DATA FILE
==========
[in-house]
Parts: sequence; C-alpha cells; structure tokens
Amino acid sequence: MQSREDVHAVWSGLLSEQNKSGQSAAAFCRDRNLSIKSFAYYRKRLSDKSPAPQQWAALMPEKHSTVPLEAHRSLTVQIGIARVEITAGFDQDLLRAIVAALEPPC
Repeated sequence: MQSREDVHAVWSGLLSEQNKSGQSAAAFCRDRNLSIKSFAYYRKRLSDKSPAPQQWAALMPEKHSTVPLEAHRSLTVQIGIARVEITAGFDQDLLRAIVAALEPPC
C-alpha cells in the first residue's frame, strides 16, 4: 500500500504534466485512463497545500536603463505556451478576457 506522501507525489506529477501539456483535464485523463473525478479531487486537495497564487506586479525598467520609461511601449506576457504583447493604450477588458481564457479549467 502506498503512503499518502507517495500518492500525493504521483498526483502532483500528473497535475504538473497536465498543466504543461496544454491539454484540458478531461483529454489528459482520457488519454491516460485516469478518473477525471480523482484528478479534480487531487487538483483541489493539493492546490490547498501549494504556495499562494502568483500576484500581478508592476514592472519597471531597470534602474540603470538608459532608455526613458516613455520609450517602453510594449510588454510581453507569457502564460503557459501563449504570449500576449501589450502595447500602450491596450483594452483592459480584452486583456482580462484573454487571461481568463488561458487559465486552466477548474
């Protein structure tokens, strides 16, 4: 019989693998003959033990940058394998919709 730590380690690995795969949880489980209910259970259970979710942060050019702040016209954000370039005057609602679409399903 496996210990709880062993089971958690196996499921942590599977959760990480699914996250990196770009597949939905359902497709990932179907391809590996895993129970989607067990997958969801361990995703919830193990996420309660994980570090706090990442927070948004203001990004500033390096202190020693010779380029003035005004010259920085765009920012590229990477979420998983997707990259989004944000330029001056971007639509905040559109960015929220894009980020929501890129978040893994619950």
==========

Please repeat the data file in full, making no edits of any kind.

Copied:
[in-house]
Parts: sequence; C-alpha cells; structure tokens
Amino acid sequence: MQSREDVHAVWSGLLSEQNKSGQSAAAFCRDRNLSIKSFAYYRKRLSDKSPAPQQWAALMPEKHSTVPLEAHRSLTVQIGIARVEITAGFDQDLLRAIVAALEPPC
Repeated sequence: MQSREDVHAVWSGLLSEQNKSGQSAAAFCRDRNLSIKSFAYYRKRLSDKSPAPQQWAALMPEKHSTVPLEAHRSLTVQIGIARVEITAGFDQDLLRAIVAALEPPC
C-alpha cells in the first residue's frame, strides 16, 4: 500500500504534466485512463497545500536603463505556451478576457 506522501507525489506529477501539456483535464485523463473525478479531487486537495497564487506586479525598467520609461511601449506576457504583447493604450477588458481564457479549467 502506498503512503499518502507517495500518492500525493504521483498526483502532483500528473497535475504538473497536465498543466504543461496544454491539454484540458478531461483529454489528459482520457488519454491516460485516469478518473477525471480523482484528478479534480487531487487538483483541489493539493492546490490547498501549494504556495499562494502568483500576484500581478508592476514592472519597471531597470534602474540603470538608459532608455526613458516613455520609450517602453510594449510588454510581453507569457502564460503557459501563449504570449500576449501589450502595447500602450491596450483594452483592459480584452486583456482580462484573454487571461481568463488561458487559465486552466477548474
């Protein structure tokens, strides 16, 4: 019989693998003959033990940058394998919709 730590380690690995795969949880489980209910259970259970979710942060050019702040016209954000370039005057609602679409399903 496996210990709880062993089971958690196996499921942590599977959760990480699914996250990196770009597949939905359902497709990932179907391809590996895993129970989607067990997958969801361990995703919830193990996420309660994980570090706090990442927070948004203001990004500033390096202190020693010779380029003035005004010259920085765009920012590229990477979420998983997707990259989004944000330029001056971007639509905040559109960015929220894009980020929501890129978040893994619950």